In 50 Business Classics, Tom Butler-Bowdon includes a discussion of Ron Chernow’s classic biography of John D. Rockefeller, Sr.
These are among the dozens of business lessons that caught my eye:
o “John Davis Rockefeller was fortunate in the timing of his birth, 1839, which meant that he, along with Andrew Carnegie (1835), jay Gould (1836), and J. P. Morgan (1837), would come kf age just as the post-Civil War industrial boom was about to get under way. It seemed [and proved to be] a time of [almost] limitless opportunity.” (Page 37)
o “Relentlessly inquisitive and hungry for knowledge, his nickname in the oil fields was ‘the Sponge.’ What made Rockefeller different, Chernow argues, was that he did not think simply of his own operation, but developed a picture of the etnire oil industry and its place in the modern economy. This involved planning far ahead and striking strategic partnerships so that he could dominate the industry. ‘The Standard Oil Company will one day refine all the oil and make all the barrels,’ he told a Cleveland businessman.” (38)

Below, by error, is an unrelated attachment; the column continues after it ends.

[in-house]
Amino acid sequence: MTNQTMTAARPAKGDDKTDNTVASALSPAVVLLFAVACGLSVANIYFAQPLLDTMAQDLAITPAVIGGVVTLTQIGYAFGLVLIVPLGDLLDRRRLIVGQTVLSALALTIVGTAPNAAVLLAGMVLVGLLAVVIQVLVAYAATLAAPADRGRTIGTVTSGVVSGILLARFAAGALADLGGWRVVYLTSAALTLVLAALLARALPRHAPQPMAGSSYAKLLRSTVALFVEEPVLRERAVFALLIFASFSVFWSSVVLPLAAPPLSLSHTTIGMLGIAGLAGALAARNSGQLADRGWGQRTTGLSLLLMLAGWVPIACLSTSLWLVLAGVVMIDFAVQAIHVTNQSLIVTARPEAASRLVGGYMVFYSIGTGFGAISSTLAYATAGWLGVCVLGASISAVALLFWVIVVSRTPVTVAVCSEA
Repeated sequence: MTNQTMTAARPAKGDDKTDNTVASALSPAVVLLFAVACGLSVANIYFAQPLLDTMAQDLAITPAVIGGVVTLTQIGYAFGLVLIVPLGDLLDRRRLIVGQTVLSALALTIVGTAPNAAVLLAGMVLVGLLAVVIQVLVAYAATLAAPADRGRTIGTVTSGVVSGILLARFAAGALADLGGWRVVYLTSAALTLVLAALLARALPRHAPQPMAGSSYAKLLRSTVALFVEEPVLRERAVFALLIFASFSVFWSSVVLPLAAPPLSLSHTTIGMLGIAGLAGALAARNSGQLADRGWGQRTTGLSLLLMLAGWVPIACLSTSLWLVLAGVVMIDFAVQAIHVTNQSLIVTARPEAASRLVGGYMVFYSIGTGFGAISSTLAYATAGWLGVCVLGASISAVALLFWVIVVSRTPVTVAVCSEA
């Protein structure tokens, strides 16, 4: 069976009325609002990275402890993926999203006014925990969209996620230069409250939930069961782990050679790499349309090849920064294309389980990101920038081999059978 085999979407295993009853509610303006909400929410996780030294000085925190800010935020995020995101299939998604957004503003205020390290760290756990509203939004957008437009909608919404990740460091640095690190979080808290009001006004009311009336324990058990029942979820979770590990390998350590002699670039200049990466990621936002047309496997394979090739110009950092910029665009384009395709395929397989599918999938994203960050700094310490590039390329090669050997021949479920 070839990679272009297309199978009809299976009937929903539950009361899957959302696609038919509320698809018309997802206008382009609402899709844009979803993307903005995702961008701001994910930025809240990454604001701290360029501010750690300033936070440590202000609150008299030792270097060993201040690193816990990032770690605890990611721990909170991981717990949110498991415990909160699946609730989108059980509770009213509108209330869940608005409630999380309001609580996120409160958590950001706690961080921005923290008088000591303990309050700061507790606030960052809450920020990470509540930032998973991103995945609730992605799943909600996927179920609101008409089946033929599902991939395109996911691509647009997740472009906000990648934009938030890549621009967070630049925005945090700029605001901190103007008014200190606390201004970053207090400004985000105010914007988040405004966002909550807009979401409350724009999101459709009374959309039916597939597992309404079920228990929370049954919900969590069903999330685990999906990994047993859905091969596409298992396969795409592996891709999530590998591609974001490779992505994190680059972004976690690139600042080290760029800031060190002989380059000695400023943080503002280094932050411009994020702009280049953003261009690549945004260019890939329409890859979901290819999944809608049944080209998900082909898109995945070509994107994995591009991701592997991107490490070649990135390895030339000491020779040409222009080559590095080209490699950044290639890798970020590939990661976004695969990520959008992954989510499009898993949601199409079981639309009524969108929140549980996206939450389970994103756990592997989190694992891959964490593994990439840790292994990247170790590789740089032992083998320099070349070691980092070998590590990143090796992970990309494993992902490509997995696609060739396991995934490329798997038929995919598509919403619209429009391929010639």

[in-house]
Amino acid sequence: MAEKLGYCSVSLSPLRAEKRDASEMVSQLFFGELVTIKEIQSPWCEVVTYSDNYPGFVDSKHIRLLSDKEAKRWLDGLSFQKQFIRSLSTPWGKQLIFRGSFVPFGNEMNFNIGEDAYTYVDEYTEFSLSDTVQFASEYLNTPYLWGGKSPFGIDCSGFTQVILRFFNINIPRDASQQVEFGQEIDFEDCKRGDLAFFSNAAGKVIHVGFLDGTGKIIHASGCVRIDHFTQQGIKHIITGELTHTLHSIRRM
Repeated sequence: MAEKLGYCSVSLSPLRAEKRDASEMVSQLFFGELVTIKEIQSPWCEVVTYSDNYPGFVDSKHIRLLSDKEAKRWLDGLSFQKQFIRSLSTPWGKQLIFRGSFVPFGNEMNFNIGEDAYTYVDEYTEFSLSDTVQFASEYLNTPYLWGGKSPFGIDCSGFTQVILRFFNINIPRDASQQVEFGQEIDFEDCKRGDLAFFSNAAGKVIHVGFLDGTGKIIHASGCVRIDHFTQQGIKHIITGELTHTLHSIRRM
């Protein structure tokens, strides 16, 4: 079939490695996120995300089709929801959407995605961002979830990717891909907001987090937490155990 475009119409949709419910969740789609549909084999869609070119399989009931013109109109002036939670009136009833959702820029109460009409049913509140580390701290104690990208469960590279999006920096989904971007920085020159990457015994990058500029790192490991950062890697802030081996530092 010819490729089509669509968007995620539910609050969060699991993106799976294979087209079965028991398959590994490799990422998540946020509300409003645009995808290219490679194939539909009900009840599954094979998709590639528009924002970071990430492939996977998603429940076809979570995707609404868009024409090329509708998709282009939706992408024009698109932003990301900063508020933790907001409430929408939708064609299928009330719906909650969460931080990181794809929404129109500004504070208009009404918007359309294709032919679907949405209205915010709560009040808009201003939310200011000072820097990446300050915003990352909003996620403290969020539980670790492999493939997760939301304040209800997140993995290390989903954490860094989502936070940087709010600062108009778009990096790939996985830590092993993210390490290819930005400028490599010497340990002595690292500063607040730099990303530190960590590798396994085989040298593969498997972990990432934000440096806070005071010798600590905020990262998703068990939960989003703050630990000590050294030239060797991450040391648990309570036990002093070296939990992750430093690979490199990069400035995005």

o “To give a sense of how vast Standard Oil’s market power was at the time of the judgment [in 1911 by the U.S. Supreme Court to be dismantled], consider that its constituent companies would become each in their own right corporate names with huge market shares: Standard Oil of New Jersey became EXXON, Standard Oil of New York became Mobil, Standard Oil of Indiana Amoco, and Standard Oil of California Chevron. Though ‘Standard Oil’ as a name disappeared,Rockefeller’s fingerprints would remain on millions of gas pumps and oil cans across the United States and the world.” (40)
o “Chernow was probably a bit too harsh on Rockefeller’s business strategies. After all, every business aims to dominate its field, or at least be its leader — it’s just that few are able to do so. Rockefeller achieved his aim of making the oil industry modern and efficient, ramping up quality and saving consumers money, not to mention employing legions of people. Without his rapacity in business, there would be no Rockefeller Foundation today.” (42)
50 Business Classics: Your shortcut to the most important ideas on innovation, management and strategy was published by Nicholas Brealey (2018).
Titan: The Life of John D. Rockeffeller, Sr. was first published by Random House in 1998; a second, paperbound edition was published in 2004.